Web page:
It would be a shock, certainly. The most common wisdom has been that Hurdle earned enough benefit of doubt with that stupendous stretch run last year to make it at least through the entire 2008 season.
Even now, with the Rockies on a pace that actually could produce 100 losses by the end of September (after a 90-73 record last year), it would make more sense for the front office to say Hurdle's job is safe for the rest of this year. But with another bumbling start in 2009, all bets would be off, regardless of what Colorado accomplished in 2007.
That might make sense. But nothing about this season has made sense for the Rockies. They could have been struggling at five to 10 games below .500, and they'd still be capable of another late-season turnaround. Instead, they have continued to slide back deeper into the underachieving habits of their past.
It has been painful to watch. Especially going 0-7 last week, at a time when first-place Arizona was prolonging its own free-fall, which took the Diamondbacks from 27-15 in mid-May to 41-41.
Just three months ago, the consensus among analysts was that the National League West would produce a fascinating race in 2008, with as many as four of the five teams capable of winning the division or perhaps the NL's wild-card spot.
Halfway through, that early speculation has turned into a joke. On the morning of July 1, Arizona (42-41) was the only NL West team battling to stay around the .500 mark, with the Los Angeles Dodgers at 38-44, San Francisco at 36-47, San Diego at 33-51 and Colorado last at 32-51.
Yes, last, in the division and last in the entire National League, just a half-game ahead of Seattle (31-51) for last in the majors. Already, in just three months, the Rockies have had separate slumps of 1-8, 0-6, 0-8 and 0-8.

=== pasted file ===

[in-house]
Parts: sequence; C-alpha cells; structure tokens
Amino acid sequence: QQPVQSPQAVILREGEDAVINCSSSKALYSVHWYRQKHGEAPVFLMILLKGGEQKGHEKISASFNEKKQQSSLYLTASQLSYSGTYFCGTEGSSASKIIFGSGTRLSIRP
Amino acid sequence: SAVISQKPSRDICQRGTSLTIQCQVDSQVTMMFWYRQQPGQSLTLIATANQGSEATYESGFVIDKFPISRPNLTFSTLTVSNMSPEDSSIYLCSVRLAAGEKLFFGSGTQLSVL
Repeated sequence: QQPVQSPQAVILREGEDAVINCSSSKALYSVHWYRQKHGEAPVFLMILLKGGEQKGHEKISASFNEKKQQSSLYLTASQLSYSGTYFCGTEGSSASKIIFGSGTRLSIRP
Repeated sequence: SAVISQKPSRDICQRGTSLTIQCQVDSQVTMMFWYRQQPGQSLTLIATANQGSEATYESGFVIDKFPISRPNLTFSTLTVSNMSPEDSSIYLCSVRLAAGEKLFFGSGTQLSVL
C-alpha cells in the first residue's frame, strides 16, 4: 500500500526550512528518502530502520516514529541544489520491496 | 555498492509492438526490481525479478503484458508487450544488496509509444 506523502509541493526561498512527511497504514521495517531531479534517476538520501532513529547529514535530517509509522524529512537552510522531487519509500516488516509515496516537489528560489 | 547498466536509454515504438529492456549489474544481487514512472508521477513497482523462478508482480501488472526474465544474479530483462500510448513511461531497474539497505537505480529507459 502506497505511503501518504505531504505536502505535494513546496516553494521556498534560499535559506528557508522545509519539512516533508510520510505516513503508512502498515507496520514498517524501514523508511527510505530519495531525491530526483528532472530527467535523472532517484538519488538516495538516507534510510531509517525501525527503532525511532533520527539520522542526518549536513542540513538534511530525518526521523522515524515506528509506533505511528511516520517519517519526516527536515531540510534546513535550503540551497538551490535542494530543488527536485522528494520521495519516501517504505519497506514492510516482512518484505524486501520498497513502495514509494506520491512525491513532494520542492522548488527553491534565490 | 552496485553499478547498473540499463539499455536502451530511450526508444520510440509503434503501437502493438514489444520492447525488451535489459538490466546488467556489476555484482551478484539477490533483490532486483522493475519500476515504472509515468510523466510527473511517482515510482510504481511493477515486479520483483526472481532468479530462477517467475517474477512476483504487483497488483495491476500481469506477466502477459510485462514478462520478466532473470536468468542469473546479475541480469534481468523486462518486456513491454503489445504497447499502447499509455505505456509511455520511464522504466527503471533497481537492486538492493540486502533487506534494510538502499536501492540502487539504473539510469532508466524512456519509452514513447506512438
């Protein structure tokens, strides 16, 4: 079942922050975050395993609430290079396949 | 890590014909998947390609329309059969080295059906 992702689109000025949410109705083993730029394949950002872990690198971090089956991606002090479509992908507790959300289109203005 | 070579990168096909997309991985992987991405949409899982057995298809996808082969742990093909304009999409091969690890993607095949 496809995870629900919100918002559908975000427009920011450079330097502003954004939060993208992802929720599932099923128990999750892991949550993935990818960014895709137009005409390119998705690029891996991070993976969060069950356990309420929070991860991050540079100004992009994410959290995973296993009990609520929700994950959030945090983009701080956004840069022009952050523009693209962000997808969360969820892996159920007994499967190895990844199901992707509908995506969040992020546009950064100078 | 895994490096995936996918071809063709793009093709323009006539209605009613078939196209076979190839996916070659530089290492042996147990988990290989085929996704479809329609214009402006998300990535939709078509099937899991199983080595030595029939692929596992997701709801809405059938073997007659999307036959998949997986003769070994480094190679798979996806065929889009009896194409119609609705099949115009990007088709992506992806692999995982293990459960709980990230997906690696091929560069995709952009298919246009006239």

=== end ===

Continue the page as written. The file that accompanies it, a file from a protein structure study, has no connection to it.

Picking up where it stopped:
Sure, they could wake up and make a second-half run. But they also could have done that in May or June. Instead, whenever they have put together any momentum, their pitching has betrayed them. One day it's a starter, the next night it's the bullpen. Or both, as happened Monday against San Diego, when starter Jorge de la Rosa blew an 8-3 lead, then reliever Brian Fuentes bombed in the ninth inning for a nightmarish 15-8 defeat.
For a while, optimists suggested the Rockies were simply catching up on bad luck from last fall. But that doesn't work anymore. Not with so many unanswered questions about the handling of Colorado's pitchers.
You have to wonder, when ace Jeff Francis can't reverse his awful start. You have to wonder, when young Greg Reynolds is shoved up too fast, then remains while veteran Mark Redman goes down to Colorado Springs and looks sharp, start after start. You have to wonder, when the closers are a combined 18 for 32 in save opportunities. You have to wonder, when the team's abysmal earned-run average of 4.83 ranks next-to-last in the NL, and virtually no one starters or bullpen is close to approaching last year's numbers.
True, the NL's top offense last year also has slipped. But not as far as the pitching, and some of those hitters were plagued early by injuries.
So we watch the Rockies find more and more new ways to lose, and we wonder some more. We also know what usually happens when a team falls this far.
Somebody becomes the scapegoat.
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